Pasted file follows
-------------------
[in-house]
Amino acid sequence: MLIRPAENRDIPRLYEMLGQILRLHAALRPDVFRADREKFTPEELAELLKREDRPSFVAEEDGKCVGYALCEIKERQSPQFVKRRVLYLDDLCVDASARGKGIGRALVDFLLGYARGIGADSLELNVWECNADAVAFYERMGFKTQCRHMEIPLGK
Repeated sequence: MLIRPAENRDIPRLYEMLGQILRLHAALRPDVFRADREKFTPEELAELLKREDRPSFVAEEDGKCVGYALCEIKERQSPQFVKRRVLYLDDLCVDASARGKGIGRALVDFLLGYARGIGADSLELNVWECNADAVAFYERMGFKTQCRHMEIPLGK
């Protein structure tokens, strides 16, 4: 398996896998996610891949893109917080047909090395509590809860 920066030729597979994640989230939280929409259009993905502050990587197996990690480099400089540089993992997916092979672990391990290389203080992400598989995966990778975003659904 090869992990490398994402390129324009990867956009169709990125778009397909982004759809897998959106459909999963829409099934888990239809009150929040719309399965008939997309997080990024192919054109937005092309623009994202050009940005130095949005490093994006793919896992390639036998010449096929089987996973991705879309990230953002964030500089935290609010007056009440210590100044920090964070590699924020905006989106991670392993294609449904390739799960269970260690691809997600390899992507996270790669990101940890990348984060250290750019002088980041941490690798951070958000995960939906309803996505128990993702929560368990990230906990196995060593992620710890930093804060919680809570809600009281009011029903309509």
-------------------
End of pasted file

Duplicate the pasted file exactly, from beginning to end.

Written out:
[in-house]
Amino acid sequence: MLIRPAENRDIPRLYEMLGQILRLHAALRPDVFRADREKFTPEELAELLKREDRPSFVAEEDGKCVGYALCEIKERQSPQFVKRRVLYLDDLCVDASARGKGIGRALVDFLLGYARGIGADSLELNVWECNADAVAFYERMGFKTQCRHMEIPLGK
Repeated sequence: MLIRPAENRDIPRLYEMLGQILRLHAALRPDVFRADREKFTPEELAELLKREDRPSFVAEEDGKCVGYALCEIKERQSPQFVKRRVLYLDDLCVDASARGKGIGRALVDFLLGYARGIGADSLELNVWECNADAVAFYERMGFKTQCRHMEIPLGK
């Protein structure tokens, strides 16, 4: 398996896998996610891949893109917080047909090395509590809860 920066030729597979994640989230939280929409259009993905502050990587197996990690480099400089540089993992997916092979672990391990290389203080992400598989995966990778975003659904 090869992990490398994402390129324009990867956009169709990125778009397909982004759809897998959106459909999963829409099934888990239809009150929040719309399965008939997309997080990024192919054109937005092309623009994202050009940005130095949005490093994006793919896992390639036998010449096929089987996973991705879309990230953002964030500089935290609010007056009440210590100044920090964070590699924020905006989106991670392993294609449904390739799960269970260690691809997600390899992507996270790669990101940890990348984060250290750019002088980041941490690798951070958000995960939906309803996505128990993702929560368990990230906990196995060593992620710890930093804060919680809570809600009281009011029903309509």